Today is the ninth edition of the North American Leaders Summit in Washington. After a 5-year hiatus, this meeting was finally resumed at the highest level of the leaders of Canada, the United States (US) and Mexico. When this dialogue was created in 2005, it was with the intention of holding it annually in a city, alternating geographically between the three countries. However, due to the Trump era, this summit was suspended. Today we can say that the meeting has already been delayed. why? Because while it is true that Biden took the presidency in disarray, it is also true that the priorities were many, but reclaiming this summit with his neighbors, friends and partners from the north and south is indispensable. That is why it seems to me that very valuable time has been wasted this year without me having done it before.
There has been much speculation about the issues on the tripartite agenda and although there have been official announcements about what will and will not be discussed, we are sure that one of the major concerns preoccupying the governments of Joe Biden and Justin Trudeau is energy reform introduced by the President of Mexico to Congress on the 30th September. This reform is not limited to the amendment of Articles 25, 27 and 28 of the Mexican Constitution, but also has a direct impact on the value chain of the hydrocarbon sector. In other words, in addition to being an issue on the domestic agenda, it is an issue linked to the international obligations set forth in TMEC. So, no matter how much they say it’s not on the agenda, I’d say it is.
Another interesting topic is the part of the business that has caused a lot of rash for companies. We will remember that it was a thorny issue during the negotiations and that we already know that despite the reform of the federal labor law, we were left lame on this part because there is still a lot that we have to do.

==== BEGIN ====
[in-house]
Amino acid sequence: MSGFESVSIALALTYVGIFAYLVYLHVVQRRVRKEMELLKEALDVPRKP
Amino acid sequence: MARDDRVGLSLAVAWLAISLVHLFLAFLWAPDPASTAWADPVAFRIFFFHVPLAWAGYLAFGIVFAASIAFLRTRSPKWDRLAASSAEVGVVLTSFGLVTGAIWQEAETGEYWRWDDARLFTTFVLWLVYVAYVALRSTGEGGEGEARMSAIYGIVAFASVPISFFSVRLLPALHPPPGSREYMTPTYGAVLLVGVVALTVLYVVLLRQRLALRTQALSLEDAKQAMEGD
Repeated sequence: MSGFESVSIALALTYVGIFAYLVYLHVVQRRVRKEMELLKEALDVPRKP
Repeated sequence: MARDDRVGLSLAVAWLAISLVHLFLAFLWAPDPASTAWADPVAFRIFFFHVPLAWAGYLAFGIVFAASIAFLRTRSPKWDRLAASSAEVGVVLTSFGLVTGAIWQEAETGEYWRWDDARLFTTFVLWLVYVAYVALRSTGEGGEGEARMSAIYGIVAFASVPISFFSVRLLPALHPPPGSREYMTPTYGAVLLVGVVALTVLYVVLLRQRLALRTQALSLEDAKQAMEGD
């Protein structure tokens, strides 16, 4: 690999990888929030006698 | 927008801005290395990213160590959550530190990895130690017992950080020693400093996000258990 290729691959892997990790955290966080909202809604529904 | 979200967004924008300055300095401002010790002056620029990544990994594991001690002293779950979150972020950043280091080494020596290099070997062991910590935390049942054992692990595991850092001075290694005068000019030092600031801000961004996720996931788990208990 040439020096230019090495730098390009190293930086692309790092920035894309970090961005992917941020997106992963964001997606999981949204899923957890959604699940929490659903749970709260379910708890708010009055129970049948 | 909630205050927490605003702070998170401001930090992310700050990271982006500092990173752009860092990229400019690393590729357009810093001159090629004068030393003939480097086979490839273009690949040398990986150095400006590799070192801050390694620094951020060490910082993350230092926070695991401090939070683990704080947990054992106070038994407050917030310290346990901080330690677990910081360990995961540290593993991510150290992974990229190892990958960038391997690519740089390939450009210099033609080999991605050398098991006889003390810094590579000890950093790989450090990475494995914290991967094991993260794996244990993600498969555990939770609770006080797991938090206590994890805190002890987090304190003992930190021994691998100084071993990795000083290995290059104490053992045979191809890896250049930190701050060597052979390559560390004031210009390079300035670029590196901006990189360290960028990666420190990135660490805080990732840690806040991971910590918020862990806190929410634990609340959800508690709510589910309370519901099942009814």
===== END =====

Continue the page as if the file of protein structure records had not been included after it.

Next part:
If we turn to the topic of climate change, this is not just a multilateral issue as we have noticed in recent days that the three countries have taken their turn at COP26 there in Glasgow. I say ‘name call’ because in many moments, mechanisms and gadgets, some countries just send officials to walk in and take their picture and sign statements. This item is vital because while Canada and the United States are aligned with the goals being achieved, Mexico still falls short of the necessary progress. A clear example is the automotive sector. While TMEC has presented its intricacies of interpretation for regional value content in this sector, the supply chain is geared towards conventional vehicles. But these days, the US president has said that he will give incentives not to pay corresponding taxes for the purchase of electric cars as long as they are 100% made in the US. This means that the approach is different.
Another critical issue that will be addressed today is supply chains. We know that for the tenant in the White House, it is a priority issue which is why at the beginning of the year he requested an investigation (first 100 days and then one year) to analyze sensitive strategic products and sectors. To rely on the Chinese supplier. Mexico has expressed its intention to join the supply chains but I have not found any document specifying how. This is a huge area of opportunity for our country to turn to then to see how to become the alternative supplier of some products.
The obvious heroes at this summit are the three leaders, but there is an invisible hero. I am referring neither more nor less to Xi Jinping, the Chinese leader. He’s an invisible hero because even though he’s not invited to the meeting, he’s sure to be talked about and his country. This huge dependence that the world has on China, the health crisis that was its center in this Asian giant, the supply chain crisis caused by the epidemic, the container crisis as a result of the disruption in supply chains and where we are I still see that China is not returning containers and the new energy crisis in Europe and China And India, which will affect North America, leads me to believe that it is necessary to talk about an annex within the TMEC on crisis management (health, financial, climate, etc.) and another annex on supply chain integration.
If the three leaders dared to abandon the scenario so as not to get bogged down on issues like Cuba, Venezuela, human rights, democracy and immigration, and risk innovation to create a sustainable and inclusive global agenda for North America—which must be done in the face of regional and global challenges and threats—then the wait would have been worth the long wait.
Bachelor of Global Business Administration
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